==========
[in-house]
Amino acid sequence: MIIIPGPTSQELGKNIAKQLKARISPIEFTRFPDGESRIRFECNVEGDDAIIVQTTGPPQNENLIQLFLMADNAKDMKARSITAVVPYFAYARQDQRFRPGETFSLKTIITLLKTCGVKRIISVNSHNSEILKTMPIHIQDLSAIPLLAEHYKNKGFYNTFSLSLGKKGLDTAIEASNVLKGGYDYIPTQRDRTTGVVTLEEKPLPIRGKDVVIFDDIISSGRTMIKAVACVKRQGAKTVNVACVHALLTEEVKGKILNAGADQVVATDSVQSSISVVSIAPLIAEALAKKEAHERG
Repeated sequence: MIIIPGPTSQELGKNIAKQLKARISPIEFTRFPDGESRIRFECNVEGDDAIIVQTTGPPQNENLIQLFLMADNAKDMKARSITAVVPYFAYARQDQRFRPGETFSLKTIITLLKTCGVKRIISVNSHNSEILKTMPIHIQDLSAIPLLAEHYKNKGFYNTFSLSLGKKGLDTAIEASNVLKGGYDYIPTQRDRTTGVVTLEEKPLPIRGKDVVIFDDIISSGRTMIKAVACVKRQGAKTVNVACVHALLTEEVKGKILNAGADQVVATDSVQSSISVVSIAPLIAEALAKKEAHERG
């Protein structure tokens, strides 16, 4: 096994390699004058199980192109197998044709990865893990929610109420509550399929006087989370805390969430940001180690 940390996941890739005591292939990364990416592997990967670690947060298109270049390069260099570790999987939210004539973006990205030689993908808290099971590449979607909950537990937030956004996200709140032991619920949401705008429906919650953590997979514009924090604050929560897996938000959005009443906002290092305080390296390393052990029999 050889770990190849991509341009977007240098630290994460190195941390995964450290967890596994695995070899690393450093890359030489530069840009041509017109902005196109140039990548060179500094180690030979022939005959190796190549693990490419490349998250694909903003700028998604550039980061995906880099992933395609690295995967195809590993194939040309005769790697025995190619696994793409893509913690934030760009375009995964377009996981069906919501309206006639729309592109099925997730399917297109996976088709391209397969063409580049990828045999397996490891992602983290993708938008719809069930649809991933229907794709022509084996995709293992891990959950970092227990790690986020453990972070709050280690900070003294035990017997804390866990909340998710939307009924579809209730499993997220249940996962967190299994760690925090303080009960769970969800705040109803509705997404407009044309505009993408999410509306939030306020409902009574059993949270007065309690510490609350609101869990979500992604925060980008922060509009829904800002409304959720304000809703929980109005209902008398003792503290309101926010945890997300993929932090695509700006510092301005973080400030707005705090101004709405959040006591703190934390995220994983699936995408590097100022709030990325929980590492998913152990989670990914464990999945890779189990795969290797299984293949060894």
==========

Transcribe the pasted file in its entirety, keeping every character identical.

[in-house]
Amino acid sequence: MIIIPGPTSQELGKNIAKQLKARISPIEFTRFPDGESRIRFECNVEGDDAIIVQTTGPPQNENLIQLFLMADNAKDMKARSITAVVPYFAYARQDQRFRPGETFSLKTIITLLKTCGVKRIISVNSHNSEILKTMPIHIQDLSAIPLLAEHYKNKGFYNTFSLSLGKKGLDTAIEASNVLKGGYDYIPTQRDRTTGVVTLEEKPLPIRGKDVVIFDDIISSGRTMIKAVACVKRQGAKTVNVACVHALLTEEVKGKILNAGADQVVATDSVQSSISVVSIAPLIAEALAKKEAHERG
Repeated sequence: MIIIPGPTSQELGKNIAKQLKARISPIEFTRFPDGESRIRFECNVEGDDAIIVQTTGPPQNENLIQLFLMADNAKDMKARSITAVVPYFAYARQDQRFRPGETFSLKTIITLLKTCGVKRIISVNSHNSEILKTMPIHIQDLSAIPLLAEHYKNKGFYNTFSLSLGKKGLDTAIEASNVLKGGYDYIPTQRDRTTGVVTLEEKPLPIRGKDVVIFDDIISSGRTMIKAVACVKRQGAKTVNVACVHALLTEEVKGKILNAGADQVVATDSVQSSISVVSIAPLIAEALAKKEAHERG
């Protein structure tokens, strides 16, 4: 096994390699004058199980192109197998044709990865893990929610109420509550399929006087989370805390969430940001180690 940390996941890739005591292939990364990416592997990967670690947060298109270049390069260099570790999987939210004539973006990205030689993908808290099971590449979607909950537990937030956004996200709140032991619920949401705008429906919650953590997979514009924090604050929560897996938000959005009443906002290092305080390296390393052990029999 050889770990190849991509341009977007240098630290994460190195941390995964450290967890596994695995070899690393450093890359030489530069840009041509017109902005196109140039990548060179500094180690030979022939005959190796190549693990490419490349998250694909903003700028998604550039980061995906880099992933395609690295995967195809590993194939040309005769790697025995190619696994793409893509913690934030760009375009995964377009996981069906919501309206006639729309592109099925997730399917297109996976088709391209397969063409580049990828045999397996490891992602983290993708938008719809069930649809991933229907794709022509084996995709293992891990959950970092227990790690986020453990972070709050280690900070003294035990017997804390866990909340998710939307009924579809209730499993997220249940996962967190299994760690925090303080009960769970969800705040109803509705997404407009044309505009993408999410509306939030306020409902009574059993949270007065309690510490609350609101869990979500992604925060980008922060509009829904800002409304959720304000809703929980109005209902008398003792503290309101926010945890997300993929932090695509700006510092301005973080400030707005705090101004709405959040006591703190934390995220994983699936995408590097100022709030990325929980590492998913152990989670990914464990999945890779189990795969290797299984293949060894």